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Christopher Sykes Papers

Call Number: GEN MSS 612

Scope and Contents

The Christopher Sykes Papers document his personal and professional life and span the dates 1909 to 1976. The Papers contain correspondence, writings, personal papers, and photographs documenting Sykes's career as a writer and to a lesser extent his work with the Foreign Office, the military, and the British Broadcasting Corporation.

Sykes's correspondence provides evidence of his professional and, to a lesser degree, personal relationships. In addition to Sykes's literary agent (A.D. Peters) and publishers (Collins Publishers and Hollis and Carter), other correspondents include Isaiah Berlin, T.S. Eliot, Ivy Compton-Burnett, Philip Montefiore Magnus-Allcroft, Harold Nicolson, Cecil Roth, Rebecca Sieff, Robert Speaight, Richard Usborne, and Evelyn Waugh. Also included is correspondence with Sykes's siblings Angela Sykes Antrim, Freya Sykes Elwes, and Daniel Sykes.

Drafts, background materials, research notes, publicity materials, correspondence, and reviews document Sykes's writing career and creative process. The Papers also contain Sykes's writings while working at the BBC as well as a range of his creative output from fiction (including his children's book Albert and Emerald) to nonfiction.

Personal papers, such as financial records, notebooks, clippings, and photographs, provide evidence of the Sykes family's personal life (including Camilla Russell Sykes's family).


  • 1909-1976


Conditions Governing Access

The materials are open for research.

Restricted Fragile is in cold storage and may be consulted only with permission of the appropriate curator. Preservation photocopies for reference use have been substituted in the main files.

Conditions Governing Use

The Christopher Sykes Papers is the physical property of the Beinecke Rare Book and Manuscript Library, Yale University. Literary rights, including copyright, belong to the authors or their legal heirs and assigns. For further information, consult the appropriate curator.

Immediate Source of Acquisition

Gift of William S. Reese (Yale 1977), 1997.

July 2021 Acquisition: Gift of Dorothy M. Hurt, 2021.


Organized into four series: I. Correspondence, 1935-1976. II. Writings, 1936-1976. III. Personal Papers, 1909-1971. IV. July 2021 Acquisition, 1930-1969.


17.43 Linear Feet ((37 boxes) + 3 broadsides)

Language of Materials


Catalog Record

A record for this collection is available in Orbis, the Yale University Library catalog

Persistent URL


The Christopher Sykes Papers document the personal and professional life of British author Christopher Sykes (1907-1986). The Papers span the dates 1909 to 1976 and contain correspondence, writings, personal papers, and photographs documenting Sykes's career as a writer as well as his work for the Foreign Office, the military, and the British Broadcasting Corporation.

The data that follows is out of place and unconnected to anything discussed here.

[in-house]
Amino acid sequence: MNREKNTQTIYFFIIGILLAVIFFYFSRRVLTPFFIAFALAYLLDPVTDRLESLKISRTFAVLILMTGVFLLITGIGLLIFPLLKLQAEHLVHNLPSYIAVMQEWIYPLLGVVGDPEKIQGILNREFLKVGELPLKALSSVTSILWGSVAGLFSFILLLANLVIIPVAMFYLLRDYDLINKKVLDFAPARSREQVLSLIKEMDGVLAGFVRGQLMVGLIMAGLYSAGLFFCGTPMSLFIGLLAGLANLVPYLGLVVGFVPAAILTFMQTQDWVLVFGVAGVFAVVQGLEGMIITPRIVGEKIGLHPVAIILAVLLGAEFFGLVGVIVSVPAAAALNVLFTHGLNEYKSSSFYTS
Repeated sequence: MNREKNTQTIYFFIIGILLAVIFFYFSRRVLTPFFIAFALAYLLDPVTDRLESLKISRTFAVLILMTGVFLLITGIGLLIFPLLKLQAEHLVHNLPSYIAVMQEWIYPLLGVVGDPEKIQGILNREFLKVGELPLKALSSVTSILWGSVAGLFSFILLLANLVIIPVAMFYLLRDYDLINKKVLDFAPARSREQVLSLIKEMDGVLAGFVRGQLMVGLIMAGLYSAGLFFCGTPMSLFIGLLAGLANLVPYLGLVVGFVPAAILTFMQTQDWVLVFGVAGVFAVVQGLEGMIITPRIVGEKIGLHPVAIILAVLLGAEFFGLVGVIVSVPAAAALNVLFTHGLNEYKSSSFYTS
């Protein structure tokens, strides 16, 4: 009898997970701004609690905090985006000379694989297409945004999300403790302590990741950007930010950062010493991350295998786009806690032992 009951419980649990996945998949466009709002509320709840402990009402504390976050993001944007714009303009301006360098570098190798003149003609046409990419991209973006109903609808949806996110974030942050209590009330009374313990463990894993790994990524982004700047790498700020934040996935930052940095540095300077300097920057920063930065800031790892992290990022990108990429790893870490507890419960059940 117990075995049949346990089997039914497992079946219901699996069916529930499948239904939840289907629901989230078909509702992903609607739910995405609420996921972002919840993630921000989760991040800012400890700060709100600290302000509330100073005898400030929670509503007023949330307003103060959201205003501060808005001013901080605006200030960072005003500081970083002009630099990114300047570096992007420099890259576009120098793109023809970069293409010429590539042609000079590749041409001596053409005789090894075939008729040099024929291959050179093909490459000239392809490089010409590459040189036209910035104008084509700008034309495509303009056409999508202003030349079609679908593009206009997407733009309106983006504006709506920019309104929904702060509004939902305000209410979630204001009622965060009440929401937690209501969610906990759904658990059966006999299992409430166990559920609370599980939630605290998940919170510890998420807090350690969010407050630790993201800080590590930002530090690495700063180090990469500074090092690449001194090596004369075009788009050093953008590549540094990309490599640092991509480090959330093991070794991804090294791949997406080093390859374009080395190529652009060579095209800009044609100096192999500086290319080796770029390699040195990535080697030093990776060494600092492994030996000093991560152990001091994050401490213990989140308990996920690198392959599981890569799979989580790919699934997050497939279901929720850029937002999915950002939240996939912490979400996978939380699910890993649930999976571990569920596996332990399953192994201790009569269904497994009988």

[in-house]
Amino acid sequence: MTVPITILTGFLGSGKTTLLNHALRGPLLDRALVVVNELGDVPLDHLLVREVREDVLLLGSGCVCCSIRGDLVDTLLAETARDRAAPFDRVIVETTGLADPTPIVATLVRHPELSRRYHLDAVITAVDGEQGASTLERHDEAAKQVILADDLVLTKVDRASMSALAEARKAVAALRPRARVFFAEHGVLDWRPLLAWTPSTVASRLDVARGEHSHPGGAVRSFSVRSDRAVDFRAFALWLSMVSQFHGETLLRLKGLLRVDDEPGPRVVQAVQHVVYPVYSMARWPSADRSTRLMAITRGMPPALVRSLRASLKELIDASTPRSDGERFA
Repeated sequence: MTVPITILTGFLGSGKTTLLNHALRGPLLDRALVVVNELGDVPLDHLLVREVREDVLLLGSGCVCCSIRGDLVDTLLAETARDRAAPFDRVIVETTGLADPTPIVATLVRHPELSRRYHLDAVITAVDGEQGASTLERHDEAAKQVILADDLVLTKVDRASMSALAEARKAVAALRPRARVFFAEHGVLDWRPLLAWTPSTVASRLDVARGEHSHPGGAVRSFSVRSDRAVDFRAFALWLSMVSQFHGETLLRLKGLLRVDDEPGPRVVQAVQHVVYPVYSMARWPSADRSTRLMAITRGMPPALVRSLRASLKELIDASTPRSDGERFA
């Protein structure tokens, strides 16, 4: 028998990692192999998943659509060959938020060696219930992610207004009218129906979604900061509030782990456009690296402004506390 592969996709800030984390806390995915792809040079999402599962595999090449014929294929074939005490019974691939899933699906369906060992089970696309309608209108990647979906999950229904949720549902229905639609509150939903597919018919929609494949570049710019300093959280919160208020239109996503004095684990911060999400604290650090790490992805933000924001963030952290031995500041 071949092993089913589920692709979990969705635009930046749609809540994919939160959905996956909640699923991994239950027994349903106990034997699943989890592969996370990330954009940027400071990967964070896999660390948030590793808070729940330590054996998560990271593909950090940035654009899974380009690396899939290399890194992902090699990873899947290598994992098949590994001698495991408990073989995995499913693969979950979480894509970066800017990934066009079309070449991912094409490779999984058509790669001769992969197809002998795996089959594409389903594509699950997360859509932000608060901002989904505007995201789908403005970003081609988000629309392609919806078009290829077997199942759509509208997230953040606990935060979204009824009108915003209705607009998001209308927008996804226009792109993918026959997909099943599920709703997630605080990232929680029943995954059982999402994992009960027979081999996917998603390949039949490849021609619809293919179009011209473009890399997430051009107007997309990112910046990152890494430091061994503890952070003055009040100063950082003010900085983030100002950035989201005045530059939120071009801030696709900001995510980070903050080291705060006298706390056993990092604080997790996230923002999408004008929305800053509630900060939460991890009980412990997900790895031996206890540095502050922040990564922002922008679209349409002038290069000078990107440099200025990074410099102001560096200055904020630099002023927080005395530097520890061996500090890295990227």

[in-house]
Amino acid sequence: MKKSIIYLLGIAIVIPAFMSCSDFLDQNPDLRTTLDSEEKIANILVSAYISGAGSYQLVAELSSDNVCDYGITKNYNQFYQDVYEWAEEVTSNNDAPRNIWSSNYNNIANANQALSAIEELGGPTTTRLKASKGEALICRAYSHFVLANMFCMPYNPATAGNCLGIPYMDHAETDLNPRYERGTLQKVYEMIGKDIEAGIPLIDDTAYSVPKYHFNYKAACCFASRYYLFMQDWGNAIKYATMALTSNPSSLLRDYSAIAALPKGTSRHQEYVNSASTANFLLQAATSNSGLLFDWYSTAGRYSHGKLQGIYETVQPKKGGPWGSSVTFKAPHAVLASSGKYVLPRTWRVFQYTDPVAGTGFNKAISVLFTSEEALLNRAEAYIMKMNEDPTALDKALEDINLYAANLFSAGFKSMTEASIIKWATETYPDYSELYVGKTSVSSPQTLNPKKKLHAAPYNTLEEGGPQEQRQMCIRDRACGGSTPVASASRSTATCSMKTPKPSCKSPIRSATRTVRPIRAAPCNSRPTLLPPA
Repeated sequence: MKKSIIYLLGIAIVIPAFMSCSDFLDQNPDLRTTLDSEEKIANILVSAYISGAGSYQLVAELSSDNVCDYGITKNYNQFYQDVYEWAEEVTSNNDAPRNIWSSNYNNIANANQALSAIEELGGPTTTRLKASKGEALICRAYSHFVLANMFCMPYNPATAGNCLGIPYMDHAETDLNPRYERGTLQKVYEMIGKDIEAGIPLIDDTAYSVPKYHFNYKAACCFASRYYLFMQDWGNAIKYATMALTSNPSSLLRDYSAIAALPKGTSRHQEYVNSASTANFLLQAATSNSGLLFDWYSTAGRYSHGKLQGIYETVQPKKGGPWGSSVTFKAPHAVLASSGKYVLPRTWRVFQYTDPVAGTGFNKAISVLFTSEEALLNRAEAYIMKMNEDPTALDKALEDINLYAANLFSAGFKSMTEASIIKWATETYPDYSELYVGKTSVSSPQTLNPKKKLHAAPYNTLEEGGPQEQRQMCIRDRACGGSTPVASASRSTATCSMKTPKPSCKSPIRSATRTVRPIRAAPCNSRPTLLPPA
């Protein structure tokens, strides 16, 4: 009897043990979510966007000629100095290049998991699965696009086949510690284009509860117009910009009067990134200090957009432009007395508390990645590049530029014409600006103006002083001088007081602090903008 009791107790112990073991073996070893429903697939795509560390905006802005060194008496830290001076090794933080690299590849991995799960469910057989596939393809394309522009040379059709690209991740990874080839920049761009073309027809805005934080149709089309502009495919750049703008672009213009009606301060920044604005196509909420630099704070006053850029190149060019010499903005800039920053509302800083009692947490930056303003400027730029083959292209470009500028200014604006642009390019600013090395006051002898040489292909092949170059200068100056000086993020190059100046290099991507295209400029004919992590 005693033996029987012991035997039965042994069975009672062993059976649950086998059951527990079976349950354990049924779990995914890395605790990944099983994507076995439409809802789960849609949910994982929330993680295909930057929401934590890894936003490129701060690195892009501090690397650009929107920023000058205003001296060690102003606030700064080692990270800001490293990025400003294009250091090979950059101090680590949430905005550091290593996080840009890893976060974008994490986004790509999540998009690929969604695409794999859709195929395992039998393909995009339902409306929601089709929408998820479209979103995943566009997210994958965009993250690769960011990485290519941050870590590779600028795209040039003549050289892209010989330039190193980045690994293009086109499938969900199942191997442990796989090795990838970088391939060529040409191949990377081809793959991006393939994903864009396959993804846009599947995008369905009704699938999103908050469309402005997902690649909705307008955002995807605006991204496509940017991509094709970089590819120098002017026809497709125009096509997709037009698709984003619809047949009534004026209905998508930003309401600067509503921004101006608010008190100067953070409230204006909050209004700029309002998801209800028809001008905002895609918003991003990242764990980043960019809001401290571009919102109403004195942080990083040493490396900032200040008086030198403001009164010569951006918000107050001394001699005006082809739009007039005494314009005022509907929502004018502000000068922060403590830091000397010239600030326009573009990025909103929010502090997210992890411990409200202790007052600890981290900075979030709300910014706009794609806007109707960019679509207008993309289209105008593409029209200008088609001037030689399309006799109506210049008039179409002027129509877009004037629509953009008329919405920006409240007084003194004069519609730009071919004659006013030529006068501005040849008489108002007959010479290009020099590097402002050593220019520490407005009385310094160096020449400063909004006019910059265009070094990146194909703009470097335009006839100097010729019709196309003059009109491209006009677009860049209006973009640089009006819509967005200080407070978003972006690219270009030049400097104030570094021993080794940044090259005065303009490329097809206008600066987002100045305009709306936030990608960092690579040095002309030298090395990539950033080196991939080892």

Christopher Sykes (1907-1986)

Christopher Sykes was born on November 17, 1907 in Yorkshire, England to Mark Sykes and Edith Violet Gorst Sykes. He was educated at Downside School, Sorbonne, University of Paris (1926), and Christ Church, Oxford University (1926-1928), but left his post-secondary studies without obtaining a degree. Sykes's literary circle included Robert Byron, Evelyn Waugh, and John Betjeman, all of whom attended Oxford University during roughly the same period.

Upon leaving his studies Sykes worked for the Foreign Office as an honorary attaché at the British embassy in Berlin, Germany (1928-1929) and as a private secretary to Sir Robert Clive in Tehran, Persia (1930-1931). After a year of studies at the School of Oriental Studies in London (1933) and two years of travels through Persia and Afghanistan, Sykes returned to Tehran as secretary for the British Embassy from 1941 to 1943 and to cover the Persian-Azerbaijan Campaign for The Daily Mail in 1946.

Sykes wrote about his travels in Stranger Wonders: Tales of Travel (1937) and Innocence and Design (1935) (which he co-authored with his travel companion Robert Byron under the pseudonym Richard Waughburton). At this time, Sykes also focused on his own writing completing Wassmuss: The German Lawrence (1936) and corresponding for The Spectator and The Observer (1936-1939).

During World War II, Sykes served in the military, first with the Green Howards (1939-1941), for which he was stationed in Cairo at the Middle East Headquarters, and then for the Special Operations Executive (1943) and the Special Air Service (1943-1945). Sykes continued to write during the War and in 1944 published High Minded Murder.

Following World War II, Sykes wrote a collection of essays, Four Studies in Loyalty (1946), and served as the literary editor for the New English Review before joining the British Broadcasting Corporation (BBC) in 1948. Sykes worked for the Third Programme (1948) and then for the features department (1949-1968).

While at the BBC Sykes continued to write and his publications range from fiction, such as Answer to Question 33 (1948), Character and Situation (1949), A Song of a Shirt (1953), and Dates and Parties (1955), to non-fiction, such as Two Studies in Virtue (1953), Crossroads to Israel (1965) and Troubled Loyalty (1968). Sykes also wrote a number of biographies which include Orde Wingate (1959), Nancy: The Life of Lady Astor (1972), and Evelyn Waugh: A Biography (1975).

In 1936 Sykes married Camilla Russell (daughter of Thomas Wentworth Russell and Evelyn Dorothea Temple) with whom he had one son, Mark Sykes, in 1937. Sykes died on December 8, 1986.

Guide to the Christopher Sykes Papers
by H. Dean
Description rules
Describing Archives: A Content Standard
Language of description note
Finding aid written in English.

Part of the Beinecke Rare Book and Manuscript Library Repository

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Access Information

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